Up-to-Date Canning Books and Recipes Essential for Food Safety


EUGENE, Ore. –Throw Grandma's old canning recipes away if you want to avoid food-borne illnesses, say Oregon State University food safety experts. In fact, any pre-1988 canning or food preservation recipes are considered unsafe, they point out.

If you are going to preserve your own foods this summer it is important to use up-to-date food preservation methods and processing times. The OSU Food Preservation/Safety hotline opens July 16 and continues through Oct. 12, operating Monday through Thursday from 9 a.m. to 4 p.m. (except holidays). OSU faculty and trained volunteers will staff the hotline, which is 1-800-354-7319.

"Food preservation is a science, and it is always changing to assure safety with new varieties of produce, new strains of microorganisms and new products emerging on the market," explained Carolyn Raab, family and community development faculty with the OSU Extension Service.

"If this is the first time you are preserving foods or if you haven't done it for a while, be sure to use up-to-date reliable instructions," advised Nellie Oehler, also with OSU Extension.

Some processing time recommendations have increased. Also, "open-kettle" canning – where food, jars, and lids are all hot and food is not processed – and oven canning are no longer considered safe. Some ingredients have changed and additional bacteria are causing concern in foods that aren't preserved.

"Just because the food is in a jar and the jar seals it, does not mean that it is safe," said Oehler. "This actually could make the product lethal."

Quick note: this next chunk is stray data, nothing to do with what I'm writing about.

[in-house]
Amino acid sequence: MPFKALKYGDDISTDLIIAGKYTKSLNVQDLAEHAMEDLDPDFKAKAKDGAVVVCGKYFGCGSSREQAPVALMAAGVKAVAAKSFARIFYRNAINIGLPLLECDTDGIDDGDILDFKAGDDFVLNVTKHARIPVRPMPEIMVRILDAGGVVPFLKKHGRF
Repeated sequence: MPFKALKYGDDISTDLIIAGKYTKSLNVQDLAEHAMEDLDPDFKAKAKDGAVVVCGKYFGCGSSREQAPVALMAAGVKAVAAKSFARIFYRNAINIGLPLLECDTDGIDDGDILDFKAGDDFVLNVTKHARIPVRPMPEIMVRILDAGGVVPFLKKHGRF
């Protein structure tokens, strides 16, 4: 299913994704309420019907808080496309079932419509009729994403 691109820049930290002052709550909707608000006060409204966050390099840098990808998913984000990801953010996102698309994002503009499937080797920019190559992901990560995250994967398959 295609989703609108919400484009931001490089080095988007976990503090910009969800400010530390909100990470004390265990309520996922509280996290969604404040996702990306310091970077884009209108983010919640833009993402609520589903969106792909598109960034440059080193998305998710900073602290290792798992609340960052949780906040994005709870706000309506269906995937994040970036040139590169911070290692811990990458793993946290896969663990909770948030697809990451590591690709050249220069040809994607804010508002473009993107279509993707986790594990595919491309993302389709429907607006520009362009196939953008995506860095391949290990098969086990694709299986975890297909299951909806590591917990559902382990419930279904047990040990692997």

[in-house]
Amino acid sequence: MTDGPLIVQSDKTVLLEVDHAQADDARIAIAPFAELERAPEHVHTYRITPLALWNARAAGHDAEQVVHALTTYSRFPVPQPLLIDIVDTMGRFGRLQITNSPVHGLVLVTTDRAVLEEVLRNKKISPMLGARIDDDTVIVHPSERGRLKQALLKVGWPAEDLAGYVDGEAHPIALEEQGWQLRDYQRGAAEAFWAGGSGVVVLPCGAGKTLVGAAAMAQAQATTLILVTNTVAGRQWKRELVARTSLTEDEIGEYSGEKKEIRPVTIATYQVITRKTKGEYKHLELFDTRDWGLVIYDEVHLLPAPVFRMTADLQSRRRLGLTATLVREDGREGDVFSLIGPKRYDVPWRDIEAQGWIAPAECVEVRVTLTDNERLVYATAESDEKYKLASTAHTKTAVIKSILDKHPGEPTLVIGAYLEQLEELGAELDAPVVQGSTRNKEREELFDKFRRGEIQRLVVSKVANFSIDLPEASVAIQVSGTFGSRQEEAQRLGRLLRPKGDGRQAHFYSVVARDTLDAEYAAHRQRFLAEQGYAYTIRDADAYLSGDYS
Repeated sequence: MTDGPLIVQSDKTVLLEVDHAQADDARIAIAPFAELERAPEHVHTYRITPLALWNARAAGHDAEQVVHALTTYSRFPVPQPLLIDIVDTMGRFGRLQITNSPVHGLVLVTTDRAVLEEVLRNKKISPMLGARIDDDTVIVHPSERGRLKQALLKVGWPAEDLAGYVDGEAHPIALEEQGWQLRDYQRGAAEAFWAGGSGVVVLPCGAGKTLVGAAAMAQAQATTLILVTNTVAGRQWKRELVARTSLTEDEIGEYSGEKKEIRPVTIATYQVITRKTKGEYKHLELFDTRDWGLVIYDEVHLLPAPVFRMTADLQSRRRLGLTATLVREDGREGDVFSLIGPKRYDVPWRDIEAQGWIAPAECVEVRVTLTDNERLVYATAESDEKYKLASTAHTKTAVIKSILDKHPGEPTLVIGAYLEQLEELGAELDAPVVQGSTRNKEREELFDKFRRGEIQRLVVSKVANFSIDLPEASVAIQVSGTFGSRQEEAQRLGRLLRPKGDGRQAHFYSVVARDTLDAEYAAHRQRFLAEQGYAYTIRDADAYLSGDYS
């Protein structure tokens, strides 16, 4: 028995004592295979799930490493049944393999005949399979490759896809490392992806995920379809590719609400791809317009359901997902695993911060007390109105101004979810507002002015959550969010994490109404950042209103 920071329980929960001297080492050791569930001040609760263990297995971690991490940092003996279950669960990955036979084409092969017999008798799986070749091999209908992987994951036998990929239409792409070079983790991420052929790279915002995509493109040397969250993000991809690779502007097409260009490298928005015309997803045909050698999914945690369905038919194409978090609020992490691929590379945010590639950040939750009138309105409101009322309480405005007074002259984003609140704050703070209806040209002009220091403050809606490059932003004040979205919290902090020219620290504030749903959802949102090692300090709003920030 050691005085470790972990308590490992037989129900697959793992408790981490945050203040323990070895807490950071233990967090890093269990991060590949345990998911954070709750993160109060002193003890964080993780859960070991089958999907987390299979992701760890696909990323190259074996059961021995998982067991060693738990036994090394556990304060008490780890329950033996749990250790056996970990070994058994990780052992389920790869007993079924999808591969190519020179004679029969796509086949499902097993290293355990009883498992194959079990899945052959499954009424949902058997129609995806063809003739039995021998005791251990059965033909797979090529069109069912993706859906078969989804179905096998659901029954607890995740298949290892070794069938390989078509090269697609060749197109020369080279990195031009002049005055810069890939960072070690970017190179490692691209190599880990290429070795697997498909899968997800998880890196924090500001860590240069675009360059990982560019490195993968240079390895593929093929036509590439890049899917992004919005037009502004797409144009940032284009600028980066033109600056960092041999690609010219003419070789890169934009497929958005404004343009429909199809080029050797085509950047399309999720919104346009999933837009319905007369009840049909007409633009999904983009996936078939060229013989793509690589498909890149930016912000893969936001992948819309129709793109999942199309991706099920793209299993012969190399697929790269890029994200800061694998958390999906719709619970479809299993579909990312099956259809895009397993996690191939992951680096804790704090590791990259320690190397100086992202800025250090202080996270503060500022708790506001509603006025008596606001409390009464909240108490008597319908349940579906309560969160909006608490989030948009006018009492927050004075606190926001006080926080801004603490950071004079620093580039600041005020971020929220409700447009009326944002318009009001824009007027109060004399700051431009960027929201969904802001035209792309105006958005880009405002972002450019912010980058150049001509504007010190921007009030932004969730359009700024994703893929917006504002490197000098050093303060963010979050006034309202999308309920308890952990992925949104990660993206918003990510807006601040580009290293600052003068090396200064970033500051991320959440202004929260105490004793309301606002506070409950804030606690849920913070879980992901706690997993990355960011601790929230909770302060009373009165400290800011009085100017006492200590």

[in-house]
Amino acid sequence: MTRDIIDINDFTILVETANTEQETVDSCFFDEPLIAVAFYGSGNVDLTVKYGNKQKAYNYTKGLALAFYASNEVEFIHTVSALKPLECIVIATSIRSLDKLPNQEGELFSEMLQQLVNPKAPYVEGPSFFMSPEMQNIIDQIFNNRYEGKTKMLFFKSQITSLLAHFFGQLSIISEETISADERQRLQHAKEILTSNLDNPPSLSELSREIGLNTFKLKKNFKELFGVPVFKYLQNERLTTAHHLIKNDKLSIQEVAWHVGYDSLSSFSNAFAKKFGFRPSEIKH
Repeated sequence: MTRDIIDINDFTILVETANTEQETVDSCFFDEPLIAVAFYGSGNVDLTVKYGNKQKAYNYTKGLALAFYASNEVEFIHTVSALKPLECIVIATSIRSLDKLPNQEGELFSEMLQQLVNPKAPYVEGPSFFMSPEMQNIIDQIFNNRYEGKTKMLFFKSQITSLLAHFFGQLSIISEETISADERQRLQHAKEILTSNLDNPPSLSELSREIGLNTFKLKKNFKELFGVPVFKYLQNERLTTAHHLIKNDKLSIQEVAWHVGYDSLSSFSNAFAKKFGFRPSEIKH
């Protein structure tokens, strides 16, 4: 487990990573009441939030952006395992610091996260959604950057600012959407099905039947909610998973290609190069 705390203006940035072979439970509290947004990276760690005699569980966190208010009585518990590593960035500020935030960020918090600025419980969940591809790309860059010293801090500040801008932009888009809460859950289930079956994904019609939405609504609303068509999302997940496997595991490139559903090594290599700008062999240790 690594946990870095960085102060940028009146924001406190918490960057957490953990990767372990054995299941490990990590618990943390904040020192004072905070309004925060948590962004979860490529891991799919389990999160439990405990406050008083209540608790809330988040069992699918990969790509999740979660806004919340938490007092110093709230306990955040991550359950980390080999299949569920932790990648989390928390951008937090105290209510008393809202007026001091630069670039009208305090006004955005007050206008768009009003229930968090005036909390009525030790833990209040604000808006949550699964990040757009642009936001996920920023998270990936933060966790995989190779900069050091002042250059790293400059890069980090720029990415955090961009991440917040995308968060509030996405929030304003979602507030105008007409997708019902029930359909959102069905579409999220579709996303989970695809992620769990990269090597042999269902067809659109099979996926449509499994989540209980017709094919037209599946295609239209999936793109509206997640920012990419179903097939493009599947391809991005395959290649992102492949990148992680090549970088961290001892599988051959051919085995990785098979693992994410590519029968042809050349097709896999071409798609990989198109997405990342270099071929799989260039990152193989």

If low-acid foods (meats, fish, vegetables, poultry) aren't processed properly, Clostridium botulinum bacteria can grow in the sealed jar and produce a deadly toxin. Recent cases of botulism have been linked with under-processed soup and stew in Oregon.

Volunteers and staff in the Lane County office of the OSU Extension Service in Eugene have been operating a statewide Food Safety/Preservation hotline for several years. They receive calls from people who are still using outdated canning books, says Oehler.

"There are a lot of old canning books on kitchen and library shelves, where they will continue to pose a threat to health," she said. Food safety experts with the U.S. Department of Agriculture recommend the use of references with copyright dates after 1988.

The hotline staff can answer questions about:

  • Safe canning methods for fruits, vegetables, meats, fish and poultry;
  • Freezing foods safely;
  • Food drying and using dried foods, including making fruit leathers;
  • Pickling concerns and tested recipes;
  • Jam and jelly problems and tips;
  • Emergency food and water storage;
  • How much produce to buy and the varieties good for preserving;
  • Food safety concerns.

Each of the volunteers staffing the hotline has completed a 40-hour course in food preservation and safety and has passed a certification exam. For more information visit the OSU Extension Service's Lane County office website: http://extension.oregonstate.edu/lane/food-preservation. The website has extensive information about food preservation topics, seasonal food safety tips, an "ask an expert" feature and links to food preservation publications.